If you have ever dreamed of making friends from all around the world, look no further than Baruch. The College has been ranked one of the most ethnically diverse in the nation. A common perception about Baruch is that it's a business school with many students of Asian and Russian descent. While there's some substance to these claims—more than 1,200 students speak Chinese, and 900 are fluent in Russian—there are also more than 1,100 Spanish speakers. In terms of economic diversity, Baruch is best known for its Zicklin School of Business, where tuition is much lower than what you'd pay at many other business school. The College's affordability, together with its reputation, attracts a lot of working and middle-class individuals, including more than 1,000 international students. In terms of political views, there seems to be plenty of liberals and conservatives at Baruch. Baruchians take advantage of the campus diversity.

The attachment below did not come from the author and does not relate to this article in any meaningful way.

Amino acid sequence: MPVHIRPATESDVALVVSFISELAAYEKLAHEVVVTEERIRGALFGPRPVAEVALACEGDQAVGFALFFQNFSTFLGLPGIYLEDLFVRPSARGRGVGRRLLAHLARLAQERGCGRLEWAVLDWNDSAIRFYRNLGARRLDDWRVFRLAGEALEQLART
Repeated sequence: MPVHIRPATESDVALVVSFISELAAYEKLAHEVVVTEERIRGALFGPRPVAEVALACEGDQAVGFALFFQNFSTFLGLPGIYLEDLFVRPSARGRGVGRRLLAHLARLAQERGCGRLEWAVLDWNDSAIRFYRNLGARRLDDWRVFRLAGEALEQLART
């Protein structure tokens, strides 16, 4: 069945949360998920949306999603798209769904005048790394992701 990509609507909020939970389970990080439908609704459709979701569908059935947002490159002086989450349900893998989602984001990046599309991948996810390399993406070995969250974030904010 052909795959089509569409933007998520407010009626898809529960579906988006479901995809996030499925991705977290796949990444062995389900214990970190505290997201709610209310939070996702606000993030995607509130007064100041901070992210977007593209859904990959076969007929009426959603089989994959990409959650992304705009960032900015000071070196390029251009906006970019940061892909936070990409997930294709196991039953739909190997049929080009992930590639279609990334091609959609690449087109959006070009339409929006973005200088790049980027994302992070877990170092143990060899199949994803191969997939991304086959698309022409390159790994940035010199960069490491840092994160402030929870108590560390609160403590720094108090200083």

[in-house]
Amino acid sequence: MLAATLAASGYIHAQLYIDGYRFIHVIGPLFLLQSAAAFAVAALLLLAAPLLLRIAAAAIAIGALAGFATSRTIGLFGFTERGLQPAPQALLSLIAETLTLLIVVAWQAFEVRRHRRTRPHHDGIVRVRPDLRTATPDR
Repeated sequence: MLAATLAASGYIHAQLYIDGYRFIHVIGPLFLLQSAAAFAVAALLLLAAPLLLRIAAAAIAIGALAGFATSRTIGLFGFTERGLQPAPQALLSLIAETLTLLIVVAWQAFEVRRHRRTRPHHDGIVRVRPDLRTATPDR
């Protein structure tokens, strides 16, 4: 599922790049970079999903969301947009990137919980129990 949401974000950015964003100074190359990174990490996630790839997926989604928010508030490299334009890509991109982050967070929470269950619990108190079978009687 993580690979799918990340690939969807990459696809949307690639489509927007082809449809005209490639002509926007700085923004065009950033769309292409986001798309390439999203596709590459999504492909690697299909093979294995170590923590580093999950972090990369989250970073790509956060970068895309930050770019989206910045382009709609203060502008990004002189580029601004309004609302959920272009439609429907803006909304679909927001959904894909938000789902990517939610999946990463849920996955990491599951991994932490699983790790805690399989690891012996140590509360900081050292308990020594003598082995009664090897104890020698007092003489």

There are more than a hundred ethnic, religious, professional, and other clubs where admission is nondiscriminatory. Some of these clubs are dedicated to empowering and connecting minority students and are places where many students form social bonds. The bottom line about Baruch's diversity is there's always a chance to meet someone with whom you have something in common. As on any highly populated and diverse campus, you'll sometimes hear allegations of bias and prejudice, but there is always a way to voice concern and make a change.